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  • Getting to Green

    An administrator pushes, on a shoestring budget, to move his university and the world toward a more sustainable equilibrium.

Commercially contrariwise
September 9, 2011 - 2:45pm

I get daily newsletters from greenbiz.com. I generally scan the headlines, but often don't read the articles -- a significant portion of the cases they promote I consider to be greenwashing. On the other hand . . .

In today's letter, there were two stories that caught my attention. One of them takes a contrarian position on the topic of green marketing/environmentally preferable consumer products. The other takes a stand diametrically opposed to the whole business model of the industrial sector it inhabits. Intelligent opposition is generally worth reading.

The green marketing contrarian is Albe Zakes. Vice President of Terracycle, his point is that green marketing and environmentally preferable consumer products will never make much of a difference if all they have to offer is greenness/environmental preferability. His advice is to constrain product lifecycle processes to make them as sustainable as possible, and then to focus on quality and price just like any consumer goods company would. In one sense, this plays into Terracycle's business model (upcycling), but in another it's merely a recognition of the realities of the consumer marketplace. LOHAS (lifestyle of health and sustainability) products are already available to anyone who makes purchase decisions on that basis alone, and that basis alone isn't resulting in nearly enough sales. We need to address the remainder (large majority) of consumers by focusing on the product characteristics (value = quality / price) they really care about. Terracycle's focus on creating high-perceived-value products from waste streams (revisioned as resource streams) is certainly consistent with this advice, but upcycling probably isn't the only way to achieve the goal.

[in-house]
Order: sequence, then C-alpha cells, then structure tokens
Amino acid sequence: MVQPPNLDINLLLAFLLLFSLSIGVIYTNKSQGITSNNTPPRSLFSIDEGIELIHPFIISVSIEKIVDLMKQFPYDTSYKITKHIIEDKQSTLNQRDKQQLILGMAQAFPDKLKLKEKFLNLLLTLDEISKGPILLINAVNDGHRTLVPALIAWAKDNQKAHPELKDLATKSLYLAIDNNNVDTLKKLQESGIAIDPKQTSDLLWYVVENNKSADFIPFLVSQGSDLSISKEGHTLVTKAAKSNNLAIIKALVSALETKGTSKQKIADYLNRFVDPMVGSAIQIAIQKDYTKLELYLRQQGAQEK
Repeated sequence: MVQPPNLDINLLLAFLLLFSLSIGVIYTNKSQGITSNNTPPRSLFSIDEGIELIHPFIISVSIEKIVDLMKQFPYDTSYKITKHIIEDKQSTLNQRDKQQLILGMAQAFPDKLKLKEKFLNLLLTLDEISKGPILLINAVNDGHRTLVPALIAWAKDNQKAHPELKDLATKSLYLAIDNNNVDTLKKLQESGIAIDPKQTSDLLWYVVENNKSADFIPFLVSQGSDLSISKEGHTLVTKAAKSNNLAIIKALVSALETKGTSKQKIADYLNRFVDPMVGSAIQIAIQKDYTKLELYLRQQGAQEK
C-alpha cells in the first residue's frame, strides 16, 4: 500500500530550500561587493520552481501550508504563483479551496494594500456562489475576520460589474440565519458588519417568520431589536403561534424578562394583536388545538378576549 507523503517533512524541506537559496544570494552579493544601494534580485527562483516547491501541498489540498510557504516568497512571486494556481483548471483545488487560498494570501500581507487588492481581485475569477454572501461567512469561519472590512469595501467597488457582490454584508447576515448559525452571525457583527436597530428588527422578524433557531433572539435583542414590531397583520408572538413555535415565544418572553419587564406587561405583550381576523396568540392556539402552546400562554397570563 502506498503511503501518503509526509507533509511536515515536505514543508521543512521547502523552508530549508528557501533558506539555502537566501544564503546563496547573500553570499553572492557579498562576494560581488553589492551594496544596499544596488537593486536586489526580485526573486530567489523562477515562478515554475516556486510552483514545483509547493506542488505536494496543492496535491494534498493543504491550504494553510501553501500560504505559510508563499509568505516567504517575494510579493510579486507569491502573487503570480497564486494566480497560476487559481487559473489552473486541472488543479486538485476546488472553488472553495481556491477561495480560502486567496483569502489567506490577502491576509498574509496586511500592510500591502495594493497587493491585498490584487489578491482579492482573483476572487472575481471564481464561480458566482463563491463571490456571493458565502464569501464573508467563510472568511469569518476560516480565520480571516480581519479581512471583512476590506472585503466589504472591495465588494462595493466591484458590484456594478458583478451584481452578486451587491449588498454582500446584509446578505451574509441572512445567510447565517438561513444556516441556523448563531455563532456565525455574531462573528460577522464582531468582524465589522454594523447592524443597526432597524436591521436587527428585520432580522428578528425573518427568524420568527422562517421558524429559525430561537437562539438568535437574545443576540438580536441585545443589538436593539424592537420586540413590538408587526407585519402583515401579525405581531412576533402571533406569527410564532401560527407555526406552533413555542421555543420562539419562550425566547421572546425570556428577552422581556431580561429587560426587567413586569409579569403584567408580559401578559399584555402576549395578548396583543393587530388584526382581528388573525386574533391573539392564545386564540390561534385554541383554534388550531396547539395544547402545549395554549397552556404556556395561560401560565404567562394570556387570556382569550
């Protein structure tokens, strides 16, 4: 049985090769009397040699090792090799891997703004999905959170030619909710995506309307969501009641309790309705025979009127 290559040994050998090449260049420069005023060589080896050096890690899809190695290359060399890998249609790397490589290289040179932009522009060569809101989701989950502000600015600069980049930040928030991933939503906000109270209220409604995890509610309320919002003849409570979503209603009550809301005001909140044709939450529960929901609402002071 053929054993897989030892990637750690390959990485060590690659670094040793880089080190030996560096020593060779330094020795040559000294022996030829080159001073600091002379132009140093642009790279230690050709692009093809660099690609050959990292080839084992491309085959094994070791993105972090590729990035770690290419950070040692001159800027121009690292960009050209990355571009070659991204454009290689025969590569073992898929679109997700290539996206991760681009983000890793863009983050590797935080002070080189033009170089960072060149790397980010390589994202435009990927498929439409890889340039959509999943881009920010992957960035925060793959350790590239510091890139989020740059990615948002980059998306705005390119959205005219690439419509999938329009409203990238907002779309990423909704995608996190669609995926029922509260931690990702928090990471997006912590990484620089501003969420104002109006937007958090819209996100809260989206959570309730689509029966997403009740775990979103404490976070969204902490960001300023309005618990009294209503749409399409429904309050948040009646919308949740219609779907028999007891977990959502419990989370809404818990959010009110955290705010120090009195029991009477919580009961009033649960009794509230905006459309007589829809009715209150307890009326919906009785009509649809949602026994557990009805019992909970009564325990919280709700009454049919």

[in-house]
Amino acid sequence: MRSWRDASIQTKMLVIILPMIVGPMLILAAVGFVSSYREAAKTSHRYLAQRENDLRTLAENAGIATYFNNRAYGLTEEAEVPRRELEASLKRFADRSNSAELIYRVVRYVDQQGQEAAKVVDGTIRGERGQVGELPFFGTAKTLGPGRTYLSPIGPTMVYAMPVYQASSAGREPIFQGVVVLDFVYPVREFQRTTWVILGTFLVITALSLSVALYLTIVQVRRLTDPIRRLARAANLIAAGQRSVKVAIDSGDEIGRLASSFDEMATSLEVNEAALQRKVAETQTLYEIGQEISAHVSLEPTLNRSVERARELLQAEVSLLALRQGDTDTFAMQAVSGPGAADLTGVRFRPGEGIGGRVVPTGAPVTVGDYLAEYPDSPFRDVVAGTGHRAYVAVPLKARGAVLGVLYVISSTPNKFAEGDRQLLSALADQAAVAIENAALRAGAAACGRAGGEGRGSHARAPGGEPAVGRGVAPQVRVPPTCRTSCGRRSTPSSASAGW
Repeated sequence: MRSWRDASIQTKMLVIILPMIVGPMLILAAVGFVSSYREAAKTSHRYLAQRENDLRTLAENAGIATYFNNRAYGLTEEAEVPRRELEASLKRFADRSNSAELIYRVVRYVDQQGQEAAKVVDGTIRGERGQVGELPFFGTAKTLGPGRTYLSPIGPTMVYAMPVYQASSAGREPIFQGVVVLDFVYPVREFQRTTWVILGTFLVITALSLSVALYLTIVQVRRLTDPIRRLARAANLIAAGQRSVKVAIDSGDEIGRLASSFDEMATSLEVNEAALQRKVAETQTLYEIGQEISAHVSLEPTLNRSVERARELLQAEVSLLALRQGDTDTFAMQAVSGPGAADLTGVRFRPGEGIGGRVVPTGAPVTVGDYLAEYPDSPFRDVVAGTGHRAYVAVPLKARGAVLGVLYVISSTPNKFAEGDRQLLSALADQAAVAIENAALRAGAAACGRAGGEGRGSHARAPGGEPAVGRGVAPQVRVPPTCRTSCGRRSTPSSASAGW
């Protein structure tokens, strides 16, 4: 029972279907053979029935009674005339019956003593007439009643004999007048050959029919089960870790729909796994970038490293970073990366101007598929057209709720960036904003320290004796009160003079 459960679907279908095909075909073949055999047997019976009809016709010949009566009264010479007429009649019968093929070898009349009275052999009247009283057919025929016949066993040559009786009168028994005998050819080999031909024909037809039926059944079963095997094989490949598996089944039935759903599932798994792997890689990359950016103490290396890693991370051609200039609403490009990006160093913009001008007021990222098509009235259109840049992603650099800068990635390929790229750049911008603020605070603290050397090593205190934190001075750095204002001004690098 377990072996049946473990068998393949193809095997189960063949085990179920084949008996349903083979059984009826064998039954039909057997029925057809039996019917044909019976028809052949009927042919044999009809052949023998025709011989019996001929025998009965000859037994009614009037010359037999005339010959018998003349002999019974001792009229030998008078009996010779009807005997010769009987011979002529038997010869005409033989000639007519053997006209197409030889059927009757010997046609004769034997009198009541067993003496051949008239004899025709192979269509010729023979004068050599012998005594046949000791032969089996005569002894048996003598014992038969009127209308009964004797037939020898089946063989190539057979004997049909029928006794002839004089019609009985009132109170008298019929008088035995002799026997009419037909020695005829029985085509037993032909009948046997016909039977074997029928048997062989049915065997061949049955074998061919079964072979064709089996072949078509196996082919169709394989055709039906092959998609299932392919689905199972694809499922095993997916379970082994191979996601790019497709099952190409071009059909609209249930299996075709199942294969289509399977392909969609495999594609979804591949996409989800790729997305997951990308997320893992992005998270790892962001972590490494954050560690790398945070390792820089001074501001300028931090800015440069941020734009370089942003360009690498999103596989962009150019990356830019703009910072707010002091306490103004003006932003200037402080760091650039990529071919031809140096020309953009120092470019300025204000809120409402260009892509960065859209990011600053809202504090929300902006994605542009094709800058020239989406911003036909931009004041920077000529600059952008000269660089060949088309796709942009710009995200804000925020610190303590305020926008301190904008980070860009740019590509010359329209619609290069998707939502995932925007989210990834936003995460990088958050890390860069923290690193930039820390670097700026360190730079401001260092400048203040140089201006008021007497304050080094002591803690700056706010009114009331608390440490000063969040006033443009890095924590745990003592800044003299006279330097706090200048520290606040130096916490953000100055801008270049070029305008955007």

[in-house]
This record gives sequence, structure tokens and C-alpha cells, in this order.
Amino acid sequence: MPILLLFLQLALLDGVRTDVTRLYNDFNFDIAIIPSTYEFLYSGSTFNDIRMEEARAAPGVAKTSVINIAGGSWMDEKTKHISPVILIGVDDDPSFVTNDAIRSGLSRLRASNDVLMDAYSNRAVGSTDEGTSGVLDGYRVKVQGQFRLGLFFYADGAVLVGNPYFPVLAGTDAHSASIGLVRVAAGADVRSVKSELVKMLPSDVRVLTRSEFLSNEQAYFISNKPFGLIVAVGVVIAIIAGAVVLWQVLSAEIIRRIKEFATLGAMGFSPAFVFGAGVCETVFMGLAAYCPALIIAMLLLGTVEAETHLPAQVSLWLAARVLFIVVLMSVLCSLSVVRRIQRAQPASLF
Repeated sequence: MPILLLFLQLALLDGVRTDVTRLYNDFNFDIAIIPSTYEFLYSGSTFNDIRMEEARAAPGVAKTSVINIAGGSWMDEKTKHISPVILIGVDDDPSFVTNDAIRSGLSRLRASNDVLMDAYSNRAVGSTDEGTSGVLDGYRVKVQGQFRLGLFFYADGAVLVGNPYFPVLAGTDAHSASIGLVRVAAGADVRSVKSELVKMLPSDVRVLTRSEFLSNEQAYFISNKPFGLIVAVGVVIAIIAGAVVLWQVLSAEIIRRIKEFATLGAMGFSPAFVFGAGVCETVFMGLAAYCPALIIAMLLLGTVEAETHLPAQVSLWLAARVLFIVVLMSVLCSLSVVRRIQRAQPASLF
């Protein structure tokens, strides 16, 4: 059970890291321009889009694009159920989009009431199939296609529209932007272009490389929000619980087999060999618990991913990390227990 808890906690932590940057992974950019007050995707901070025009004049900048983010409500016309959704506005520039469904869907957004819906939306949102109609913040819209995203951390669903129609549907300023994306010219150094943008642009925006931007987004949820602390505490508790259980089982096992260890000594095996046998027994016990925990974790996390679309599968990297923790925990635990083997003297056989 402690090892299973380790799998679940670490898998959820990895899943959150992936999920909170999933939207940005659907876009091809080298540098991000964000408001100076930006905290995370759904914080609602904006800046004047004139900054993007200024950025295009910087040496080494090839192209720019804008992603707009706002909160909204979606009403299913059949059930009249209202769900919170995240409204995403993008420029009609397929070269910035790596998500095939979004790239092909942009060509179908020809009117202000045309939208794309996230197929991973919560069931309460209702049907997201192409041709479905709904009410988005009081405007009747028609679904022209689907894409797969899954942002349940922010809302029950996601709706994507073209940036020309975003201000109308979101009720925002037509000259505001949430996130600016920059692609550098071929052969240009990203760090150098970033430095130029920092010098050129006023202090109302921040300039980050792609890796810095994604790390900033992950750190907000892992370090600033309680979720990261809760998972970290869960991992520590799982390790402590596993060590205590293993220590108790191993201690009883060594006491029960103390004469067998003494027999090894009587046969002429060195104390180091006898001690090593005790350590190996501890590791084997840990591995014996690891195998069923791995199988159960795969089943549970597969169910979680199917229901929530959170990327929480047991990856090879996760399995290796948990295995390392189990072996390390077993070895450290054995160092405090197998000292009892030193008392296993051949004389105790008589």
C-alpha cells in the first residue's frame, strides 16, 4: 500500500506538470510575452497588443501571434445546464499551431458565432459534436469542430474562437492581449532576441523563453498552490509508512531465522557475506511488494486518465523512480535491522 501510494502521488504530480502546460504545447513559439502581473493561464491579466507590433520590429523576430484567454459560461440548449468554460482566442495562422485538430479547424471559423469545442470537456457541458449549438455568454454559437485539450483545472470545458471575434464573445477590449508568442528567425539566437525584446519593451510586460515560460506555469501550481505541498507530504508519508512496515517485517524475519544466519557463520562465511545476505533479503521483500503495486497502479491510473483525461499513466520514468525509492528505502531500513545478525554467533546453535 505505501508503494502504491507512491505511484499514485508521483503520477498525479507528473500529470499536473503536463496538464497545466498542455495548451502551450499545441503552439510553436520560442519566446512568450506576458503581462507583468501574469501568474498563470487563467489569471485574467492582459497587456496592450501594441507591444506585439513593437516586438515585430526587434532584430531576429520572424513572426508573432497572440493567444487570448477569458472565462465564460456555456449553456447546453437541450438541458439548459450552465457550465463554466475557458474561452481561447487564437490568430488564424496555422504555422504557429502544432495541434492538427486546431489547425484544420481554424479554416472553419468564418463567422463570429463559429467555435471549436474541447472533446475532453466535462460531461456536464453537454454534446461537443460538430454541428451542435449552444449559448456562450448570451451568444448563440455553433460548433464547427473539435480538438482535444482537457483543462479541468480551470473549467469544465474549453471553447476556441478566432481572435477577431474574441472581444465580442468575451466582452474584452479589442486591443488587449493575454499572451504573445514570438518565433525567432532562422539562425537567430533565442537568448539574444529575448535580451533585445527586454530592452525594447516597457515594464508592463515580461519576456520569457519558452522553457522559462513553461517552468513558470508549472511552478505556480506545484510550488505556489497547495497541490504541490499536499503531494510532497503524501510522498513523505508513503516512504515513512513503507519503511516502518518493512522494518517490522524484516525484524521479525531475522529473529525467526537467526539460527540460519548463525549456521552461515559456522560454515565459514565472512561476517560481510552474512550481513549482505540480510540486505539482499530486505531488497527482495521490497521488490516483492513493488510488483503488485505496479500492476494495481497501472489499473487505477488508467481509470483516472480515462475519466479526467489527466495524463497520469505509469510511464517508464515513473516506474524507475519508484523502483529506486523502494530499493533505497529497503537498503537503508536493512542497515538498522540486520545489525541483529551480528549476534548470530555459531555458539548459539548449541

The real contrarian is -- no surprises here -- Yvon Chouinard. The founder and president of Patagonia is going head-to-head with the business model of the whole clothing industry. He took advantage of New York Fashion Week to preach a message about buying used, buying less, buying stuff that's going to last. (None of which thoughts are closely connected to "fashion" (obsolescence on an accelerated schedule) business models.) And he's driving home the "buy used" bit by establishing a partnership with ebay -- the virtual world headquarters of the "previously owned" market.

All of which just goes to show that some business folk really do "get" sustainability. And that they're beginning to amplify their message. And that the "green business" press isn't entirely devoted to promoting greenwashing. (Just mostly.)

 

 

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